In this final part of the series, we’ll be talking about a high-end electronic ear pro model, the ESP America Stealth, coming in at a Cadillac-sized $2,100.
These puppies are custom molded to your ear, and have noise cancellation technology embedded in the molds. They come in multiple colors: green, orange, and black.
The customization process was fairly straightforward. ESP America gave me the contact information for an audiologist in my area and I scheduled an appointment. I had wet foam shot into my ear to make the mold, and the audiologist sent it to ESP America. 7-8 days later, and I had my Stealths in hand.
I’ve been using them for the past 5 months, and they are amazingly comfortable and reliable. They reduce gunshots to an acceptable level and keep sound below 90db. I can go about 15 hours on the hearing aid size battery. They are great for pistol, rifle, and shotgunning, even at larger calibers (like .44 Mag, .338 Lapua Mag, and 12 ga).
The one small thing that I noticed is that somehow the ESPs would turn on when inside the supplied soft case and jostling around in my range bag. At first I thought I was careless and forgot to turn them off, but when I contacted ESP America they confirmed that this was a known issue. Their recommended solution is to take the batteries out after each use. I’m too lazy to do that, so I bought a cheap $10 Otterbox and lined it foam. That solved the problem!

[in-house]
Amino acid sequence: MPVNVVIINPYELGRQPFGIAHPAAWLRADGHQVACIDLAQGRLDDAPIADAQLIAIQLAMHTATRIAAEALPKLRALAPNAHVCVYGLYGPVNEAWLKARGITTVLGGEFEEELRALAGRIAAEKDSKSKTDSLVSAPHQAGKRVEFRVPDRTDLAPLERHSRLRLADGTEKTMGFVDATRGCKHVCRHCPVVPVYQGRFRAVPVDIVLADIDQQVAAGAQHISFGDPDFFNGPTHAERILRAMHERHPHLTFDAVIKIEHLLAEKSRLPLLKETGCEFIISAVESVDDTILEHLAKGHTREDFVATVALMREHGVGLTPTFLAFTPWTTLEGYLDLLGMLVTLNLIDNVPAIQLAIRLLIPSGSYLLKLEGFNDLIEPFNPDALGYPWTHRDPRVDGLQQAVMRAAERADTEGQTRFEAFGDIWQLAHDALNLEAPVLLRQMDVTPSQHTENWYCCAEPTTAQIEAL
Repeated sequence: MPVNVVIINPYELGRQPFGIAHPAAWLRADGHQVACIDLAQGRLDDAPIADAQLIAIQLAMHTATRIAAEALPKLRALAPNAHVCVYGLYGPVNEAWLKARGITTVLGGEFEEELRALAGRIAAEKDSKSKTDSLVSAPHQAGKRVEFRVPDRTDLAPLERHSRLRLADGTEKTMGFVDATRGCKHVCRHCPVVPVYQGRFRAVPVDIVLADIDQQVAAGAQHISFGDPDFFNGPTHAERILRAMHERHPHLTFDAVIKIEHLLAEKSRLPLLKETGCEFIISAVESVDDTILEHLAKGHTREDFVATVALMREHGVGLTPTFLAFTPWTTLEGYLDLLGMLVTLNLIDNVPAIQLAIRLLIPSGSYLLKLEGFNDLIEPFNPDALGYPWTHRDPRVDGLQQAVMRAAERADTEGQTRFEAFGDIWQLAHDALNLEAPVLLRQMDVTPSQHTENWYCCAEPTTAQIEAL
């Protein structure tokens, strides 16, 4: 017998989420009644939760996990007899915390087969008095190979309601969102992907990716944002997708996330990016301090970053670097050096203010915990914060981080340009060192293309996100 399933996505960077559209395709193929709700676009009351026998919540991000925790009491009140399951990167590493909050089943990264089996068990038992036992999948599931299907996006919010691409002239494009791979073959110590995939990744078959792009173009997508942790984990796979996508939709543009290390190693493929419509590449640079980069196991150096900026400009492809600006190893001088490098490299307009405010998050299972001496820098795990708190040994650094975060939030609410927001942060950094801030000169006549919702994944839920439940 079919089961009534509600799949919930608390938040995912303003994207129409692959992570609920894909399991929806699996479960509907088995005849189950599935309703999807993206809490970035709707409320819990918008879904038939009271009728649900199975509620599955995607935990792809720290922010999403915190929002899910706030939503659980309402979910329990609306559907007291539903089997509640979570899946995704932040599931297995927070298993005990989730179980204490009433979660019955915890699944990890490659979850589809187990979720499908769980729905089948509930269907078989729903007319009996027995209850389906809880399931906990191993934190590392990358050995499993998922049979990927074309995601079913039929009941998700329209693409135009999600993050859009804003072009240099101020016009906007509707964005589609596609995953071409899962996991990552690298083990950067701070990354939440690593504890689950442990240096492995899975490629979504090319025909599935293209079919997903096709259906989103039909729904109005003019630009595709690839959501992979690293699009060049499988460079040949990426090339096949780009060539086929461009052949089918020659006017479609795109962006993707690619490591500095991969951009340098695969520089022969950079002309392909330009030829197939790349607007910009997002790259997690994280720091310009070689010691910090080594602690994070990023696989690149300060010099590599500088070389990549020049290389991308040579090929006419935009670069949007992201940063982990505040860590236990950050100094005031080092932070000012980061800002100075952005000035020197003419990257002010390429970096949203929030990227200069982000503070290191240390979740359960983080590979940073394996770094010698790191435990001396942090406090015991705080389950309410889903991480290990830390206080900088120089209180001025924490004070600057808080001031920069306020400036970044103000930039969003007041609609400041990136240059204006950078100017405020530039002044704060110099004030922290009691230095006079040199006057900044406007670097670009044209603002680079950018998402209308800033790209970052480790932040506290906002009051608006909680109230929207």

I would recommend the Stealths for anyone who requires comfortable ear protection for hours on end, and who needs to hear sounds during that time. I can hear talking and animal noises quite well whether I’m at the range, in competition, or out hunting. ESP America markets to law enforcement agencies in addition to casual and pro shooters, so I’d be interested to know what TFB LEO readers think about wearing ESPs on duty.
The top of the line “Dynamic” model costs $2500, but they also have cheaper models starting at $220. www.ESPAmerica.com.
Chris Cheng is History Channel’s Top Shot Season 4 champion. A self-taught amateur turned pro through his Top Shot win, Cheng very much still considers himself an amateur who parachuted into this new career. He shares his thoughts and experiences from the perspective of a newbie to the shooting community. www.TopShotChris.com.